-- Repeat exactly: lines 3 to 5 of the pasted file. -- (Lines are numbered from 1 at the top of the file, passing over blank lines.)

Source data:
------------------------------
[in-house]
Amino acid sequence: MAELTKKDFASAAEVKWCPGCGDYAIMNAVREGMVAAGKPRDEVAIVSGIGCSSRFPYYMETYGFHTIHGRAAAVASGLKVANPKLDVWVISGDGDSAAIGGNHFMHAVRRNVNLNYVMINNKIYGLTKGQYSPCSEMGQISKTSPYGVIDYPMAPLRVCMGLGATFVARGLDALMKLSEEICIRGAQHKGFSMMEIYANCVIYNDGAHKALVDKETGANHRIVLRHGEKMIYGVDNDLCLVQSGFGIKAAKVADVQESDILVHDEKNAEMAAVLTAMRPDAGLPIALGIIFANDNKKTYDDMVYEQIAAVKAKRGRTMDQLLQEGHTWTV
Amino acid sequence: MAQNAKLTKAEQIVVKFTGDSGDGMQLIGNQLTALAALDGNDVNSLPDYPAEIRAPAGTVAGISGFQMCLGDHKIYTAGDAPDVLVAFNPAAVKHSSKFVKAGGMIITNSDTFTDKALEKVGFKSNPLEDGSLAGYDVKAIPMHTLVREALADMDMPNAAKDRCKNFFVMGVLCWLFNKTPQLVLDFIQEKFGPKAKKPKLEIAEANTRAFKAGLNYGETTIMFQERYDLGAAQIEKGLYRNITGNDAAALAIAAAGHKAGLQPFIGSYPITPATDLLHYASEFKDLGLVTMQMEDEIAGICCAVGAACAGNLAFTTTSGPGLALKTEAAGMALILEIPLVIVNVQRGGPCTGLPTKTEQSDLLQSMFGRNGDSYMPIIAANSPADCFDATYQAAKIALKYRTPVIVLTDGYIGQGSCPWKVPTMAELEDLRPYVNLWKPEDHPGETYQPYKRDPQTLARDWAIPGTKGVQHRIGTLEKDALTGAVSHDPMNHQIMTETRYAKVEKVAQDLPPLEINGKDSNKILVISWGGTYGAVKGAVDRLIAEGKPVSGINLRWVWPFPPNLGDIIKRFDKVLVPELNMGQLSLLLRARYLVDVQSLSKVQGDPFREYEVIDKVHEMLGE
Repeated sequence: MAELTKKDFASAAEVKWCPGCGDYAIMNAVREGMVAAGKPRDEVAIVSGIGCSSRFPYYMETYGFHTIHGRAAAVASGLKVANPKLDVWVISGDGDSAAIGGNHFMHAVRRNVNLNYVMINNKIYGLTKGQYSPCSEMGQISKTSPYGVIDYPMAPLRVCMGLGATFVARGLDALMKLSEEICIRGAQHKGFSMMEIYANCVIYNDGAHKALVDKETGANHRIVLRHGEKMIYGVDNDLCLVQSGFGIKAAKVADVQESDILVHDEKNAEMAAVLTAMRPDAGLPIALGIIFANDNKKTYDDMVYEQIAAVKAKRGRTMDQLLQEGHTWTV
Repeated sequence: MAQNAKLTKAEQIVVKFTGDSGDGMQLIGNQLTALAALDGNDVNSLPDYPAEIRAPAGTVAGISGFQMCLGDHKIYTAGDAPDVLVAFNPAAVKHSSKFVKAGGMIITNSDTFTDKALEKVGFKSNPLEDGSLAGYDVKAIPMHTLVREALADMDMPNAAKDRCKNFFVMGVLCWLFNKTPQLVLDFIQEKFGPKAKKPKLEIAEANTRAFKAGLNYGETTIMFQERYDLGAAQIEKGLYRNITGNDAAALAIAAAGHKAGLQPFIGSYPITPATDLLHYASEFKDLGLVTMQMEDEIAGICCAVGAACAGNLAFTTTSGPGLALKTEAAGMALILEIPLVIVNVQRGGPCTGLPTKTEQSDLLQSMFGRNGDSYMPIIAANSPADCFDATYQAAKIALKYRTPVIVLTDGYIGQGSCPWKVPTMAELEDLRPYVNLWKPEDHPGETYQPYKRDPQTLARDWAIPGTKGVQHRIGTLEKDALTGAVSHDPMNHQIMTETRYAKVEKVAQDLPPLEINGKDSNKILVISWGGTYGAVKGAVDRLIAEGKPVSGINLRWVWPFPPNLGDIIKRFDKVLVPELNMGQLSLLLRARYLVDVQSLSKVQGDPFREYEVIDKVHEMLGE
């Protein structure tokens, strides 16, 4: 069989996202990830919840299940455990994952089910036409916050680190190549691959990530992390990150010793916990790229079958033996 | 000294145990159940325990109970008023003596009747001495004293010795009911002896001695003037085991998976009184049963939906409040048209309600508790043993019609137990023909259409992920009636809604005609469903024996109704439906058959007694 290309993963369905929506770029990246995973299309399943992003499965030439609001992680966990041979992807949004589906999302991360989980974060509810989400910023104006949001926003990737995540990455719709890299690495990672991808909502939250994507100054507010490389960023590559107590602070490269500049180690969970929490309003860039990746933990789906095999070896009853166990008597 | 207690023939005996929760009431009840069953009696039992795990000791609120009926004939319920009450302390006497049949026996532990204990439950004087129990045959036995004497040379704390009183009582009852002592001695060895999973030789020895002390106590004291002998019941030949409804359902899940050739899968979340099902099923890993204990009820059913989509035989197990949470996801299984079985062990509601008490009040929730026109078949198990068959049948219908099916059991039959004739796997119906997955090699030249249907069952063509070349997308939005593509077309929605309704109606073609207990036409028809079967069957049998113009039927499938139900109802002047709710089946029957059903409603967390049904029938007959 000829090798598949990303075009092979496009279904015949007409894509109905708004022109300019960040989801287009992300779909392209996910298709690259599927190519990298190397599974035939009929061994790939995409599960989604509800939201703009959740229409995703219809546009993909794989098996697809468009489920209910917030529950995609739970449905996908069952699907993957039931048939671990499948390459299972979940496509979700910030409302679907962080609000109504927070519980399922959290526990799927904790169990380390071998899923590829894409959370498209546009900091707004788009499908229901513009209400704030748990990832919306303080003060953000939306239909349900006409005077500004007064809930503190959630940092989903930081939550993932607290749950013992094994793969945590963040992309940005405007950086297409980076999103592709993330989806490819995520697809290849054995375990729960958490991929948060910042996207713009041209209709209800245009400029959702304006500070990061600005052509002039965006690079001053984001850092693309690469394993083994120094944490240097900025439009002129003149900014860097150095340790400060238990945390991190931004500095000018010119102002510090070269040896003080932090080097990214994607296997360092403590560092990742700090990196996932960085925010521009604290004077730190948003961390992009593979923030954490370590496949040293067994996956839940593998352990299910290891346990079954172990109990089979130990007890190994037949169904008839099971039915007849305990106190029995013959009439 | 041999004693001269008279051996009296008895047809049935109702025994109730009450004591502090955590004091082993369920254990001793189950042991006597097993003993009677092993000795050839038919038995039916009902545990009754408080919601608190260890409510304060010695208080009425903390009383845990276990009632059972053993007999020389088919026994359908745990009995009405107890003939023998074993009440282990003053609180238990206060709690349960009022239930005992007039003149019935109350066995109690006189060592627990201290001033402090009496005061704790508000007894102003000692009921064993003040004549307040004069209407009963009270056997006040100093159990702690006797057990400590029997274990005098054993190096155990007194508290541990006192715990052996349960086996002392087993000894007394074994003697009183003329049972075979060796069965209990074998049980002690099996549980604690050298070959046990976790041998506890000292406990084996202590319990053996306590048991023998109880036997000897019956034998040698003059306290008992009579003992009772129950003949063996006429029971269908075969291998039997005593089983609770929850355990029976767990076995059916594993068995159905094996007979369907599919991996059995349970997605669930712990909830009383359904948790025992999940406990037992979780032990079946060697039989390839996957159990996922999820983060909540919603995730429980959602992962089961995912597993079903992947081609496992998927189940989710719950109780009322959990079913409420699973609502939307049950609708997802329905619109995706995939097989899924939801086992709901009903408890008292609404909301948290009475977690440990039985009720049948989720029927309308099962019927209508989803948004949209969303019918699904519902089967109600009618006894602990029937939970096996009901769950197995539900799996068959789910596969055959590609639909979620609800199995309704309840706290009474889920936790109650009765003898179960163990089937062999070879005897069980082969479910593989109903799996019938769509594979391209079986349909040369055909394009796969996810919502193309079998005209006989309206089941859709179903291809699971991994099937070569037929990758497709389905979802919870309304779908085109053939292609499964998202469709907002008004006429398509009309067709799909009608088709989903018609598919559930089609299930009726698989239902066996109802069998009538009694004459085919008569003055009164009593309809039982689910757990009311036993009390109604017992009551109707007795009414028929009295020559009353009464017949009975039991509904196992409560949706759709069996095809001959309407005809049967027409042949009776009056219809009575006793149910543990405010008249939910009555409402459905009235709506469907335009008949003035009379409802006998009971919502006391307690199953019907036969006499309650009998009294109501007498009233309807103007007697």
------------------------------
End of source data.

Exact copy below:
Amino acid sequence: MAQNAKLTKAEQIVVKFTGDSGDGMQLIGNQLTALAALDGNDVNSLPDYPAEIRAPAGTVAGISGFQMCLGDHKIYTAGDAPDVLVAFNPAAVKHSSKFVKAGGMIITNSDTFTDKALEKVGFKSNPLEDGSLAGYDVKAIPMHTLVREALADMDMPNAAKDRCKNFFVMGVLCWLFNKTPQLVLDFIQEKFGPKAKKPKLEIAEANTRAFKAGLNYGETTIMFQERYDLGAAQIEKGLYRNITGNDAAALAIAAAGHKAGLQPFIGSYPITPATDLLHYASEFKDLGLVTMQMEDEIAGICCAVGAACAGNLAFTTTSGPGLALKTEAAGMALILEIPLVIVNVQRGGPCTGLPTKTEQSDLLQSMFGRNGDSYMPIIAANSPADCFDATYQAAKIALKYRTPVIVLTDGYIGQGSCPWKVPTMAELEDLRPYVNLWKPEDHPGETYQPYKRDPQTLARDWAIPGTKGVQHRIGTLEKDALTGAVSHDPMNHQIMTETRYAKVEKVAQDLPPLEINGKDSNKILVISWGGTYGAVKGAVDRLIAEGKPVSGINLRWVWPFPPNLGDIIKRFDKVLVPELNMGQLSLLLRARYLVDVQSLSKVQGDPFREYEVIDKVHEMLGE
Repeated sequence: MAELTKKDFASAAEVKWCPGCGDYAIMNAVREGMVAAGKPRDEVAIVSGIGCSSRFPYYMETYGFHTIHGRAAAVASGLKVANPKLDVWVISGDGDSAAIGGNHFMHAVRRNVNLNYVMINNKIYGLTKGQYSPCSEMGQISKTSPYGVIDYPMAPLRVCMGLGATFVARGLDALMKLSEEICIRGAQHKGFSMMEIYANCVIYNDGAHKALVDKETGANHRIVLRHGEKMIYGVDNDLCLVQSGFGIKAAKVADVQESDILVHDEKNAEMAAVLTAMRPDAGLPIALGIIFANDNKKTYDDMVYEQIAAVKAKRGRTMDQLLQEGHTWTV
Repeated sequence: MAQNAKLTKAEQIVVKFTGDSGDGMQLIGNQLTALAALDGNDVNSLPDYPAEIRAPAGTVAGISGFQMCLGDHKIYTAGDAPDVLVAFNPAAVKHSSKFVKAGGMIITNSDTFTDKALEKVGFKSNPLEDGSLAGYDVKAIPMHTLVREALADMDMPNAAKDRCKNFFVMGVLCWLFNKTPQLVLDFIQEKFGPKAKKPKLEIAEANTRAFKAGLNYGETTIMFQERYDLGAAQIEKGLYRNITGNDAAALAIAAAGHKAGLQPFIGSYPITPATDLLHYASEFKDLGLVTMQMEDEIAGICCAVGAACAGNLAFTTTSGPGLALKTEAAGMALILEIPLVIVNVQRGGPCTGLPTKTEQSDLLQSMFGRNGDSYMPIIAANSPADCFDATYQAAKIALKYRTPVIVLTDGYIGQGSCPWKVPTMAELEDLRPYVNLWKPEDHPGETYQPYKRDPQTLARDWAIPGTKGVQHRIGTLEKDALTGAVSHDPMNHQIMTETRYAKVEKVAQDLPPLEINGKDSNKILVISWGGTYGAVKGAVDRLIAEGKPVSGINLRWVWPFPPNLGDIIKRFDKVLVPELNMGQLSLLLRARYLVDVQSLSKVQGDPFREYEVIDKVHEMLGE